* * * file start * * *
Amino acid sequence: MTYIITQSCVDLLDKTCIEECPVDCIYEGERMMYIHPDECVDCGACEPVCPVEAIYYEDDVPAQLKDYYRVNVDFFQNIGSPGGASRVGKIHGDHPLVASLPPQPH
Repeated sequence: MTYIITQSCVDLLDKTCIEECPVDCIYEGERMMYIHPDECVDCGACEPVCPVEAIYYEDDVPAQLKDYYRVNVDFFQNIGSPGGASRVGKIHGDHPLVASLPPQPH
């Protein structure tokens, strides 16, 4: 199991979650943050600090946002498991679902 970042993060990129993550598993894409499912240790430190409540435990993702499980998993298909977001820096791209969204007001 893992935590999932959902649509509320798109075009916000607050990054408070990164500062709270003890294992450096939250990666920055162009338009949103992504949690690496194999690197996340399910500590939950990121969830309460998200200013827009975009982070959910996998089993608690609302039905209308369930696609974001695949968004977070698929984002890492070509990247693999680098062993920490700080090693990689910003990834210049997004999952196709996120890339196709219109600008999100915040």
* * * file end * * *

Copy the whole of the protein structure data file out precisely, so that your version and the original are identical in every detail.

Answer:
Amino acid sequence: MTYIITQSCVDLLDKTCIEECPVDCIYEGERMMYIHPDECVDCGACEPVCPVEAIYYEDDVPAQLKDYYRVNVDFFQNIGSPGGASRVGKIHGDHPLVASLPPQPH
Repeated sequence: MTYIITQSCVDLLDKTCIEECPVDCIYEGERMMYIHPDECVDCGACEPVCPVEAIYYEDDVPAQLKDYYRVNVDFFQNIGSPGGASRVGKIHGDHPLVASLPPQPH
């Protein structure tokens, strides 16, 4: 199991979650943050600090946002498991679902 970042993060990129993550598993894409499912240790430190409540435990993702499980998993298909977001820096791209969204007001 893992935590999932959902649509509320798109075009916000607050990054408070990164500062709270003890294992450096939250990666920055162009338009949103992504949690690496194999690197996340399910500590939950990121969830309460998200200013827009975009982070959910996998089993608690609302039905209308369930696609974001695949968004977070698929984002890492070509990247693999680098062993920490700080090693990689910003990834210049997004999952196709996120890339196709219109600008999100915040």